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John Filcich

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Ivan (John) Filcich

BACKGROUND

Information: Ivan Petar "John" Filcich (Filčić), teacher, author, and organizer.

John was born in Fiume, Italy, in 1924. The village is today called Rijeka in Croatia. When John was born, the village was called Fiume, the post World War I "free city-state" which was later annexed by Italy. For his father it was in Hungary, for his grandfather it was in Austria, and even earlier the area was part of Napoleon's Illyrian Provinces.

He immigrated to the United States when he was eight years old. His family settled in Gary, Indiana, the steel mill city with Croatian, Serbian, Polish, and other Slavic cultures and has had many years of experience with thier music. He later moved to Arizona.

In 1935, when his father gave him an old phonograph and a stack of Bulgarian, Croatian, Macedonian, and Serbian records, his interest in international music was fostered. In 1946, the family moved again to California where John saw foreign dancers in their native costumes. By 1947, John was folk dancing every week in Oakland, California. With singleminded dedication, John devoted himself to the study of the origin, history, dance, music, and language of his people. Then, in 1948, the International Institute of Oakland asked him to form a Yugoslav dance group to perform at the Festival of Nations. He did even more, he formed two groups – Croatian and Serbian – and he was also dancing six nights a week!

Seeing a great need, he opened his first record shop in 1949 in the San Francisco Bay Area, specializing in Balkan and international music and folk dance records (he later opened another record shop in Los Angeles). That same year, he attended the College of the Pacific Folk Dance Camp in Stockton, California, which was later renamed the Stockton Folk Dance Camp.

This led to his teaching of Yugoslav "kolo" (circle) dances at the camp and his subsequent founding of the San Francisco Kolo Festival. According to his niece, Sharen Skorup, "And my mother's brother, my Uncle John, was in the music business and was into dancing. As a kid I worked in his record store in Oakland. Uncle John started the whole Kolo movement here in the Bay Area back in 1940. He had a performing dance company of mostly Croatians. That was before I was born. In 1952, he started the Kolo Festival as a benefit for a friend and well-known folk dancer named Vyts Beliajus." The festival's name was later changed to the California Kolo Festival."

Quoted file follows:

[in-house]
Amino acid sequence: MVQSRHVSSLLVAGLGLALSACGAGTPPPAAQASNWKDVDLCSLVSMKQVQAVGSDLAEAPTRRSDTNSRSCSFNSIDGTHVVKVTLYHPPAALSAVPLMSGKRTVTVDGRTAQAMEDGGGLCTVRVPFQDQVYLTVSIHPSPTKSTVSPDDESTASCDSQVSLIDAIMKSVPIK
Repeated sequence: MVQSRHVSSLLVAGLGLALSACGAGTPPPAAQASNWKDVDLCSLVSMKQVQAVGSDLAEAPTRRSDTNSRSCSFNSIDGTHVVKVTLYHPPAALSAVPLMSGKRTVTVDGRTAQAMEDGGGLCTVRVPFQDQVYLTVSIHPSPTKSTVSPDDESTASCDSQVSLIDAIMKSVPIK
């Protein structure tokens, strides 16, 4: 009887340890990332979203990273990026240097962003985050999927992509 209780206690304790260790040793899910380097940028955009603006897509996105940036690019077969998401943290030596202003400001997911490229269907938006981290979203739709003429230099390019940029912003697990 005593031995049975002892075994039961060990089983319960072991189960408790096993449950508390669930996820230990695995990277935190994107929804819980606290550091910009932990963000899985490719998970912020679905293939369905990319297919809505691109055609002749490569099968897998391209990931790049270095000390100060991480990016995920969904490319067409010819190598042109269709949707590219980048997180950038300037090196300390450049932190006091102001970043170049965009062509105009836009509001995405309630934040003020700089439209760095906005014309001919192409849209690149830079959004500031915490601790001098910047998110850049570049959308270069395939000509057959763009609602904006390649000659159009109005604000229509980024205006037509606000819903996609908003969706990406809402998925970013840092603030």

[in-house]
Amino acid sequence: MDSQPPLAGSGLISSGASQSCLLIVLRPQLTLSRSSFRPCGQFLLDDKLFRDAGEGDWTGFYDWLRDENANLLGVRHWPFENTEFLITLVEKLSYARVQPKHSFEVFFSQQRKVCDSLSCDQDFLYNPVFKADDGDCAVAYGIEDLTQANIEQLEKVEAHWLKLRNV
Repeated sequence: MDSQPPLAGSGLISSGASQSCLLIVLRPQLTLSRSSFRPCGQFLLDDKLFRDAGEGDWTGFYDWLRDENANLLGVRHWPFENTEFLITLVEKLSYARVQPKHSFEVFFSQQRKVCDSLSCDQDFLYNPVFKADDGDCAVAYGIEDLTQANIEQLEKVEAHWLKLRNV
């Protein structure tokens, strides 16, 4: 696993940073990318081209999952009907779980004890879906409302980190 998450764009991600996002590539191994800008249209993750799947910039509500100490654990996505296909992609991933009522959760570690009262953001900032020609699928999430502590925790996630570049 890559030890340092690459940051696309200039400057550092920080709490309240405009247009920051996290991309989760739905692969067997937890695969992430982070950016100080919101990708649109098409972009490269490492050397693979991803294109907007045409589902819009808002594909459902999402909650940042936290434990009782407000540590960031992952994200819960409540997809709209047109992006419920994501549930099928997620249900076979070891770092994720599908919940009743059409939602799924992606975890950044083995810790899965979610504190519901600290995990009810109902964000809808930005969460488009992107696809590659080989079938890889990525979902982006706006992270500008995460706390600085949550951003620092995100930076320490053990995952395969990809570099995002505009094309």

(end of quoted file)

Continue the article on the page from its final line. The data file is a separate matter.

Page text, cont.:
John was a credited advisor on the feature documentary film "American Rom: A Stranger In Everybody's Land," written, produced, and directed by Jasmine Dellal. He speaks five languages. To his many folk dance friends, he is known as "Kolo John," a moniker that Millie von Konsky solidified in print in "Let's Dance!" magazine in November, 1957.

John, with his Festival Records label, was a principal supplier of folk dance recordings to North America and the world. His record shops, Slav-Art Music Center in Oakland, Festival Records in Los Angeles, and Festival Folk Shop in San Francisco, were must stops for folk danceers, square dancers, ethnic musicologists, and Rom from all over the world. Because of his life-long interest in the Rom culture, he is often invited to their weddings, religious celebrations, and other community activities and was the North American supplier for Rom music, candles, and other items for many years.

John was married in a ceremony in California and a traditional wedding in his home town, which included the buying of the bride. Although he is now divorced, he is very proud of his two children, Jana and Mark.

John has now closed his shops. A big party with live music honoring John was thrown in Los Angeles on November 11, 2000, with dancers and teachers, including Dick Oakes, flying in from around the country. Dick Crum, John's long time friend, did the officiating. Naturally, John led everyone in his favorite dance, Veliko Kolo. He hasn't given up selling records, though – you can still purchase some of your favorites from John by writing to info@festival-records.net. Also, John has constructed a website, www.festival-records.net.

On March 20 and 21, 2004, 'From the Heart: A Musical Tribute to "Kolo" John Filcich' took place at the Harold M. Williams Auditorium, J. Paul Getty Center, Los Angeles, California. Some of Los Angeles's finest Eastern European folk musicians paid homage to "Kolo" John Filcich. Performers included the Yeseta Brothers Tamburica Orchestra, Tzvetanka and Ivan Varimezova, and the Roma Band.

In 2005, John received the National Folk Organization's "Preserving Our Legacy Award."


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